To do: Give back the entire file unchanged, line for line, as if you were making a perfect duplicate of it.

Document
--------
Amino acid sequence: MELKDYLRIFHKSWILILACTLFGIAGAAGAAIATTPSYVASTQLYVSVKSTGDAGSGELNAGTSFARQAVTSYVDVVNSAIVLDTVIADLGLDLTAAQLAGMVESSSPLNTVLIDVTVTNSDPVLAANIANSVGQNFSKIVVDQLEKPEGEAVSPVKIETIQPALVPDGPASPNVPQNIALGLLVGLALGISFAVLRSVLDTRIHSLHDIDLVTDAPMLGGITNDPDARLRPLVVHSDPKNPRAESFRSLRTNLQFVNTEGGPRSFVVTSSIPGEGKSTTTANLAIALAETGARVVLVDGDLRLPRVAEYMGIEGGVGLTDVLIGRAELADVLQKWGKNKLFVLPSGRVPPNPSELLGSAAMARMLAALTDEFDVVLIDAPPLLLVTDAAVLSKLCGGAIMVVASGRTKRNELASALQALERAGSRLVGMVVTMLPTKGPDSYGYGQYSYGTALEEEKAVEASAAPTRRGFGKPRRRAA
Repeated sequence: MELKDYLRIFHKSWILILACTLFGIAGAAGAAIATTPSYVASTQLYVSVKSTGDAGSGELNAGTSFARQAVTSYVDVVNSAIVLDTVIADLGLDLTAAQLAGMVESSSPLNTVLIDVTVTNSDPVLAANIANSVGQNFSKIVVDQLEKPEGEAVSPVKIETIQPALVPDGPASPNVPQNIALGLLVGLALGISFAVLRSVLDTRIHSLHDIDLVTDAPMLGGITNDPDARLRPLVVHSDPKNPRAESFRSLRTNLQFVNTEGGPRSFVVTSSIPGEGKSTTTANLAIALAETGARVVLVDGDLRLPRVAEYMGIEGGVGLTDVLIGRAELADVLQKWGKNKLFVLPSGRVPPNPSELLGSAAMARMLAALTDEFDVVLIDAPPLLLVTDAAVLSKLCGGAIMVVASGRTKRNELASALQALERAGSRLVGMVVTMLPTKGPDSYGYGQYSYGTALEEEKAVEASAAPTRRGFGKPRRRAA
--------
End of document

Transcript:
Amino acid sequence: MELKDYLRIFHKSWILILACTLFGIAGAAGAAIATTPSYVASTQLYVSVKSTGDAGSGELNAGTSFARQAVTSYVDVVNSAIVLDTVIADLGLDLTAAQLAGMVESSSPLNTVLIDVTVTNSDPVLAANIANSVGQNFSKIVVDQLEKPEGEAVSPVKIETIQPALVPDGPASPNVPQNIALGLLVGLALGISFAVLRSVLDTRIHSLHDIDLVTDAPMLGGITNDPDARLRPLVVHSDPKNPRAESFRSLRTNLQFVNTEGGPRSFVVTSSIPGEGKSTTTANLAIALAETGARVVLVDGDLRLPRVAEYMGIEGGVGLTDVLIGRAELADVLQKWGKNKLFVLPSGRVPPNPSELLGSAAMARMLAALTDEFDVVLIDAPPLLLVTDAAVLSKLCGGAIMVVASGRTKRNELASALQALERAGSRLVGMVVTMLPTKGPDSYGYGQYSYGTALEEEKAVEASAAPTRRGFGKPRRRAA
Repeated sequence: MELKDYLRIFHKSWILILACTLFGIAGAAGAAIATTPSYVASTQLYVSVKSTGDAGSGELNAGTSFARQAVTSYVDVVNSAIVLDTVIADLGLDLTAAQLAGMVESSSPLNTVLIDVTVTNSDPVLAANIANSVGQNFSKIVVDQLEKPEGEAVSPVKIETIQPALVPDGPASPNVPQNIALGLLVGLALGISFAVLRSVLDTRIHSLHDIDLVTDAPMLGGITNDPDARLRPLVVHSDPKNPRAESFRSLRTNLQFVNTEGGPRSFVVTSSIPGEGKSTTTANLAIALAETGARVVLVDGDLRLPRVAEYMGIEGGVGLTDVLIGRAELADVLQKWGKNKLFVLPSGRVPPNPSELLGSAAMARMLAALTDEFDVVLIDAPPLLLVTDAAVLSKLCGGAIMVVASGRTKRNELASALQALERAGSRLVGMVVTMLPTKGPDSYGYGQYSYGTALEEEKAVEASAAPTRRGFGKPRRRAA